Kitchen Tips

The Raw Diet: how to go raw and stay raw

Thinking about making the switch? Read this first.

If you’re like us, chances are you’ve already tried the full range of diets advertised and sold by celebrities and dieticians alike, with little success. From Atkins to Paleo to 80/20, we’ve tried them all.
Now the latest is a dietary trend towards eating 'raw'. But what does that actually mean and how do you do it? Well, that's exactly what raw food advocate Amanda Brocket has written about in her new cookbook, The Raw Food Kitchen Book.
Combining traditional raw recipes with new-age additions, Brocket has created a comprehensive how-to for going raw, and staying raw, that covers everything from ingredients, preparation and cooking, to lifestyle changes and health benefits.
So if you’re thinking about going raw, we’re here to help. We’ve delved into the diet itself and found out how to transition and how to do it well.

What does ‘raw’ mean?

The ‘raw’ diet is based on the principle that none of the food you consume should be cooked, baked or heated above 44-48° in order to keep the enzymes alive.
According to raw dieticians, cooking your food at a high temperature destroys most of the enzymes that occur naturally and help to aid your health.
The raw diet also advocates against processing, refining or ‘denaturing’ your food, leaving only fresh, natural ingredients.

The benefits

The raw diet is built on the foundation of health benefits it supposedly results in. Rather than weight loss, most of the ‘rawies’ began following the diet for physical and emotional benefits.
According to Amanda Brocket’s raw food manifesto, the diet can inspire a whole range of health changes, including:
~ Alkalisation. Some health professionals say that eating too many acidic foods can disrupt the natural alkaline state of our bodies, making it harder to digest food, therefore using more energy and interrupting the body’s natural process. The raw diet aims to eliminate acidic foods to help this process along.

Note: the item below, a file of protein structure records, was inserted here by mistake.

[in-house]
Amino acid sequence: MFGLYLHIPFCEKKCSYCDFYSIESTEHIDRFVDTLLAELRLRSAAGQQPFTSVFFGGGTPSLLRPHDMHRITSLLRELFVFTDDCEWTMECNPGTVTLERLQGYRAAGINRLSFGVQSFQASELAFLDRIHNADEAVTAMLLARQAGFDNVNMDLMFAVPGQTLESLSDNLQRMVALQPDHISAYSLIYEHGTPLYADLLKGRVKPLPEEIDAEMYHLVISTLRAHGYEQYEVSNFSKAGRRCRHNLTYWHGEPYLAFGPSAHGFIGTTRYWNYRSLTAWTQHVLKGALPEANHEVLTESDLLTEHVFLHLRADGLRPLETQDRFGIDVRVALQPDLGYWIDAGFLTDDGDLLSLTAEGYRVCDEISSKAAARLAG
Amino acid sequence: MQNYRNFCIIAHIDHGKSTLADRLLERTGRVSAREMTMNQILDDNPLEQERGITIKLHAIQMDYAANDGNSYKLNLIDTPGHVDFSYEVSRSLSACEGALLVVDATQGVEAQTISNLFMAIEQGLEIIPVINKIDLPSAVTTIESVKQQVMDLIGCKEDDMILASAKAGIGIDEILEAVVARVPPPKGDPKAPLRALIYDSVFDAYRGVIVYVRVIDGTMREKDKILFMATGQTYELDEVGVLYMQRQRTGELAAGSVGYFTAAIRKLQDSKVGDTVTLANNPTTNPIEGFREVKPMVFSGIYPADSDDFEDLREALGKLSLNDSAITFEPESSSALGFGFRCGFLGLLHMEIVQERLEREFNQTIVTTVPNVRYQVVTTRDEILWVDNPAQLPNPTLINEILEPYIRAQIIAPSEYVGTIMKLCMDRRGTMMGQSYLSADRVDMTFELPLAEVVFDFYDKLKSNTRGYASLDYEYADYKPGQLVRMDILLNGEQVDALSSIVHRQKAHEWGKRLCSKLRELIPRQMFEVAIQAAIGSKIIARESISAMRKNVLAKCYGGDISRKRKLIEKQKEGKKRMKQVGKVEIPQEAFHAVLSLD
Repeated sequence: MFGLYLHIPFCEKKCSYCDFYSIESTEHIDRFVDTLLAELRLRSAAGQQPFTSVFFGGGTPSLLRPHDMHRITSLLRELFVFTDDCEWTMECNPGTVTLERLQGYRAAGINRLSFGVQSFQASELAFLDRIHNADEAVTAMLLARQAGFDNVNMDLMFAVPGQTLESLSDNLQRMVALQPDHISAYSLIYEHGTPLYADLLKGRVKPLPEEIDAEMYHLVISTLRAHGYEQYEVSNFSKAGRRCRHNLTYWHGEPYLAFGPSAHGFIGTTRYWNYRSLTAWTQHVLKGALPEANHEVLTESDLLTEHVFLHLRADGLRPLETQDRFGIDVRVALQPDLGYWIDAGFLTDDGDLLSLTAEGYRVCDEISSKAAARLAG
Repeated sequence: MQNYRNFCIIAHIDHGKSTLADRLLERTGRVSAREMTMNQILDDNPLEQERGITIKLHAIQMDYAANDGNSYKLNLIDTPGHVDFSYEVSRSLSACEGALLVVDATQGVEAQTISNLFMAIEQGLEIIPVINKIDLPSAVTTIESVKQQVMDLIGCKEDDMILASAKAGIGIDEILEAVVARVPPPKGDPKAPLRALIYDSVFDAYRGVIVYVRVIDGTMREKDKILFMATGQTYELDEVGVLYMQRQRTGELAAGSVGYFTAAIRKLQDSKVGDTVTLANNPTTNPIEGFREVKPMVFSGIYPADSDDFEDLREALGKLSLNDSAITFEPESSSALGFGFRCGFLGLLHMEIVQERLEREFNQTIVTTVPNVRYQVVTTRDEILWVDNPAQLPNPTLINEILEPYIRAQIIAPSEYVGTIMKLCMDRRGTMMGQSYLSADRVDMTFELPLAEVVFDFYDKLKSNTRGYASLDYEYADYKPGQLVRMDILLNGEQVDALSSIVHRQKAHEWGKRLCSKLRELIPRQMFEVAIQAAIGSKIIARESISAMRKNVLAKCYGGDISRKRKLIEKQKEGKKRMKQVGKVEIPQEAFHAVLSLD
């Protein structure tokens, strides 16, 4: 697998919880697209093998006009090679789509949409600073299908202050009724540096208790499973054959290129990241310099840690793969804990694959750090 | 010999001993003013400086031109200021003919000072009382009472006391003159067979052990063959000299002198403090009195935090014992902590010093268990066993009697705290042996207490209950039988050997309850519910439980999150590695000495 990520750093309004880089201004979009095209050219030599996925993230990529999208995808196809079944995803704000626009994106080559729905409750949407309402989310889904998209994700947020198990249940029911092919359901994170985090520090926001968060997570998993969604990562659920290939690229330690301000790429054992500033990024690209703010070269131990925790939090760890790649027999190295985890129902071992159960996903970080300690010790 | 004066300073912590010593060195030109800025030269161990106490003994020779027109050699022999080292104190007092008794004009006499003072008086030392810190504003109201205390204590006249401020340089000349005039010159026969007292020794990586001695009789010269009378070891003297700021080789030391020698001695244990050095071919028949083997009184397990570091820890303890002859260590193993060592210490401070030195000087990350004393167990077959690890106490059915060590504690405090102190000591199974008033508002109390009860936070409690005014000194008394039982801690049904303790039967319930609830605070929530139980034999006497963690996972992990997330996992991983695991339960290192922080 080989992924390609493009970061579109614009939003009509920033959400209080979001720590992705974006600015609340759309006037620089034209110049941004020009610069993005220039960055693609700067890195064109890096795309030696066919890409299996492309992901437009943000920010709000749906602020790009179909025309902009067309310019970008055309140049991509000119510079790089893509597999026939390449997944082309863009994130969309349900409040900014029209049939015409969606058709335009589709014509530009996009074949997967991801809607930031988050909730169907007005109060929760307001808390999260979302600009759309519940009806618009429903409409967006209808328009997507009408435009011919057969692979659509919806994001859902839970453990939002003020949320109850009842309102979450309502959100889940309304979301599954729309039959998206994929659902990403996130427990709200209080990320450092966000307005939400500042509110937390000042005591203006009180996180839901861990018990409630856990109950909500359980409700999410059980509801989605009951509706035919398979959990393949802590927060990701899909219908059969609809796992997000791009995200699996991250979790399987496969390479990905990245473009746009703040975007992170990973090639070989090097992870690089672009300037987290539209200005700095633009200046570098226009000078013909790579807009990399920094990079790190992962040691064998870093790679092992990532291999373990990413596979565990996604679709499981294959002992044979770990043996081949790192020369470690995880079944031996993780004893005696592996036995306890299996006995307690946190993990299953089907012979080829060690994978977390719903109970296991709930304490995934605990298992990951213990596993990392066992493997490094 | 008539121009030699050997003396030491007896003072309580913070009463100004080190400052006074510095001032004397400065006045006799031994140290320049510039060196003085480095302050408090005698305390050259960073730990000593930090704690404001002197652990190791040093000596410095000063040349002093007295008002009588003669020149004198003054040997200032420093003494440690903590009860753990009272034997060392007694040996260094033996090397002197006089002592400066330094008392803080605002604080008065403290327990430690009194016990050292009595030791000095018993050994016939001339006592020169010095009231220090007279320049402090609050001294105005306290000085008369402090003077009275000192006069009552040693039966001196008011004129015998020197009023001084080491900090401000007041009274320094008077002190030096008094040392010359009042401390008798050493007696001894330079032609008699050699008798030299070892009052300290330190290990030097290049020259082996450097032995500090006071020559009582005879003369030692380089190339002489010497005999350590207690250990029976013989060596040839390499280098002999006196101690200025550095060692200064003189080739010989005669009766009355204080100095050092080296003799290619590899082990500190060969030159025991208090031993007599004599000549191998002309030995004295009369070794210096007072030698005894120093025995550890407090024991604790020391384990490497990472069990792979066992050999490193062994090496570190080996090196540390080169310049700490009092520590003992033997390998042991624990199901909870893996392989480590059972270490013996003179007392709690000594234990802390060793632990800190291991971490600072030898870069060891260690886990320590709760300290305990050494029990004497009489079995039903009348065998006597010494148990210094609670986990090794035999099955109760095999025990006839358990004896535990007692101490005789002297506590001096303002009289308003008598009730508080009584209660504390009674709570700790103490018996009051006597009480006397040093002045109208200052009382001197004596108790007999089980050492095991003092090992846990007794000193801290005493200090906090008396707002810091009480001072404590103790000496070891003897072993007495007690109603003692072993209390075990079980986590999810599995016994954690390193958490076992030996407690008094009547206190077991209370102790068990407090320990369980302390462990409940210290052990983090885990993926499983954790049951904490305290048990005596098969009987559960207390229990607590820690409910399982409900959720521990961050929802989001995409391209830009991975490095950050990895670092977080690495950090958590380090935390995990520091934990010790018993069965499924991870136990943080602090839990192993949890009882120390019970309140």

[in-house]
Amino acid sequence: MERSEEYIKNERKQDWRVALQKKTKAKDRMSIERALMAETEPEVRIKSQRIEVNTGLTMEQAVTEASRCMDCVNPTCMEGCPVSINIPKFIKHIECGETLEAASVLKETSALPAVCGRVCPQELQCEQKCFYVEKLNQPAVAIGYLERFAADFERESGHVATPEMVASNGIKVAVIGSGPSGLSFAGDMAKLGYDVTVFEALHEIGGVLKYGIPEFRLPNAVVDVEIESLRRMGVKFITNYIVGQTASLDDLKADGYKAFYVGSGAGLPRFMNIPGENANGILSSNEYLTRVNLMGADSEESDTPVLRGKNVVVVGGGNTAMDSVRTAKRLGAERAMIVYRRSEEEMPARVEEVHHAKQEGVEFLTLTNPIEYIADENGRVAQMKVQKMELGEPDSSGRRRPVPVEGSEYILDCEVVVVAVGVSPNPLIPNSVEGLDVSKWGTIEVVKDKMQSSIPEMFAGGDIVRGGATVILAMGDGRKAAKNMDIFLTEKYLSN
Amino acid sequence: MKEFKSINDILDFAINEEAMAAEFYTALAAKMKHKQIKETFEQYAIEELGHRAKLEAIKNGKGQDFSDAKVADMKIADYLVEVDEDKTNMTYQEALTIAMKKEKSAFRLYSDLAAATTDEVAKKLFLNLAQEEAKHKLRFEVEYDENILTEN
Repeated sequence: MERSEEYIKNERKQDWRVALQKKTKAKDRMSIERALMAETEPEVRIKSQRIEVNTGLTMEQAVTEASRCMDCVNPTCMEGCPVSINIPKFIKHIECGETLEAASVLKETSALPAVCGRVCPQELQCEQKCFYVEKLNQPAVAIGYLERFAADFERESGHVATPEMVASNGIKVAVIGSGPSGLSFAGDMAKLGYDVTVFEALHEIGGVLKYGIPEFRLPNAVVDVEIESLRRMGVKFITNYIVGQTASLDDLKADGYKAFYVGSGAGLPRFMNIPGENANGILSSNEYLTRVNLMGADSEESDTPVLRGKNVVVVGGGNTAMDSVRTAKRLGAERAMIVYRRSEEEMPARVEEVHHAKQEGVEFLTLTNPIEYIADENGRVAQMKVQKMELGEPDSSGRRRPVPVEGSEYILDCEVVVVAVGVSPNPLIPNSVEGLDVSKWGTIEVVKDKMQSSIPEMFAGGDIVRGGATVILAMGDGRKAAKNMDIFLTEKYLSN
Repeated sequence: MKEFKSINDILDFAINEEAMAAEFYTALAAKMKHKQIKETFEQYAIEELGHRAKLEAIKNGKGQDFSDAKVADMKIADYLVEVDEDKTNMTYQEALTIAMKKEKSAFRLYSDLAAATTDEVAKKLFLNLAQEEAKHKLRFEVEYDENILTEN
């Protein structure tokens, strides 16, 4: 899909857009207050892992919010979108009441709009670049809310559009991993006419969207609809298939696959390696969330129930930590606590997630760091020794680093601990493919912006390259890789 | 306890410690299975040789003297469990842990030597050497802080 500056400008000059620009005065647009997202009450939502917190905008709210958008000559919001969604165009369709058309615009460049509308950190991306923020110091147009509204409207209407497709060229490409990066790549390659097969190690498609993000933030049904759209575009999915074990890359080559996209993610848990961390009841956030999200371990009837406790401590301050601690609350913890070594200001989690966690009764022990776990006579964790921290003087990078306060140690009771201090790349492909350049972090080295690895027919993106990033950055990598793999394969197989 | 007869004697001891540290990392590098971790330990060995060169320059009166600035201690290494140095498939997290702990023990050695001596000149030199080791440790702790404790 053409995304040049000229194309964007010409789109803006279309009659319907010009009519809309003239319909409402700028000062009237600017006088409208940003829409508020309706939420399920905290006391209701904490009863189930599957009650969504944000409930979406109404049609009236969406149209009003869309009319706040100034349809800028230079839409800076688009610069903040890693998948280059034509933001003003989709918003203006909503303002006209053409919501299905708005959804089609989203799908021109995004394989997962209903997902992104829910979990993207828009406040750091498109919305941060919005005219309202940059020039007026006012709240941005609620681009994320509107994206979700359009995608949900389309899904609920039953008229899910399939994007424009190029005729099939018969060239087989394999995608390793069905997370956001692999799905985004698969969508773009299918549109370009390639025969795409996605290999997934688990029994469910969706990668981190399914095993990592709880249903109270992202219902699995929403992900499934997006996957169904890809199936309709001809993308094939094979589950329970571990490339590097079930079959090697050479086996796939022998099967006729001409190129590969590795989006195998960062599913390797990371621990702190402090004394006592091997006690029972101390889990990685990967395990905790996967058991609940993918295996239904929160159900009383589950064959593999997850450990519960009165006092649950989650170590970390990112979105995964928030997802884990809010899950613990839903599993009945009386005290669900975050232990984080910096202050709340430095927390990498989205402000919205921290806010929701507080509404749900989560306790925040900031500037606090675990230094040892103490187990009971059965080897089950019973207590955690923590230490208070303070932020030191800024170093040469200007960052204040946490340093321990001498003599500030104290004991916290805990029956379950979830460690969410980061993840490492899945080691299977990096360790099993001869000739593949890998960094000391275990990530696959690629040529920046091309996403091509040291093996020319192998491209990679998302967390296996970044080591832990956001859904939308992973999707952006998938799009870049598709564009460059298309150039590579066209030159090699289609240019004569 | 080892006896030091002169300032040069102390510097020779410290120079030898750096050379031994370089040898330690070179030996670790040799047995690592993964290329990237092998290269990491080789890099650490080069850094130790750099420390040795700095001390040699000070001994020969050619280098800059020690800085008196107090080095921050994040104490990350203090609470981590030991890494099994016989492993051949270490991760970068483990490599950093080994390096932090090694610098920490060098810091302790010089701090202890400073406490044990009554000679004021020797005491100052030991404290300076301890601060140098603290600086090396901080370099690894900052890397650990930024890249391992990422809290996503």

~ Candida. One of the main reasons behind Amanda Brocket’s switch to raw was her battle with the fungal disease systemic Candida. In her book, Brocket claims the raw diet was key in helping her fight the effects of Candida.
~ Gut health. The raw diet also aims to help with gut health by eliminating inflammatory and ‘toxic’ foods from the diet, aiding the health of the intestinal lining.
~ Detoxing. The raw diet claims that the change in food processing and cooking will help to detox your body, flushing out toxins, and boosting your energy.

How to go raw

Making the switch from your regular diet to a raw diet can be a big step. To make the transition easier we’ve put together some tips to smooth out the bumps along the road.
1. Plan ahead
Unlike regular diets, most of the time you can’t just pop down to your supermarket to get a snack. The Raw diet requires planning and preparation. To make things easier, plan out your meals for the week, making a list of the ingredients, machines and additives that you will need. This will save you from lapsing on your diet.
2. Shop smart
To help cut out pesticides, waxes and sprays from your diet, try shopping at your local farmer’s market instead of the supermarket. This will ensure your fruits, veggies, nuts and sprouts are locally grown, chemical-free and, maybe even slightly, cheaper.
3. Prep, prep, prep
One of the downsides to the diet is that a lot of prep work is involved. To make things easier on yourself, do most of this as soon as you get home from the market. Soak your nuts, pickle your sauerkraut, dehydrate your food, mix your granola, and whip up your dressings. Then when you need to get a meal together, you’re not spending hours in the kitchen.
4. Start out slow
The raw food diet isn’t an easy one with pre-packaged meals or frozen dinners; it requires a lot of thought, planning and determination. Because of this, a lot of rawies decide to downsize their diet by only eating raw two or three days a week. If you’re finding the transition difficult, try only going raw on the weekends, and then move up to three, four, or five days. Brocket says that eating just 20 per cent raw - maybe even just a meal a day - will give you benefits.

The foods you need in your pantry

Like any other diet, there are certain foods you should stockpile in your pantry and certain foods you should definitely leave behind.
In her cookbook, Brocket compiles her ‘essential list’ of specialist ingredients. Here are a few of the items she recommends.
~ Chia seeds. Good for crackers, chia porridge, desserts, pie crusts, smoothies, dressings, soups and sauces.
~ Flaxseeds. Good for crackers, desserts and bread.
~ Psyllium. Good for desserts, breads, crackers and wraps.
~ Coconut kefir
~ Kombucha
~ Sauerkraut
~ Amaranth. Good for cereals, crackers, raw breads, and savoury dishes.
~ Buckwheat. Good for desserts, quiche bases, toppings and raw cereals.
~ Millet. Good for salads, desserts, cereals and crackers.
~ Quinoa. Good as a couscous substitute; add to salads, crackers, savoury dishes and raw breads.
~ Coconut oil
~ Flaxseed oil
~ Olive oil
~ Miso paste
~ Nutritional yeast
~ Tamari
~ Himalayan crystal salt
~ Kelp
~ Acai
~ Cacao
~ Goji berries
~ Spirulina
~ Coconut nectar
~ Maple syrup
~ Raw honey
~ Stevia
~ Apple cider vinegar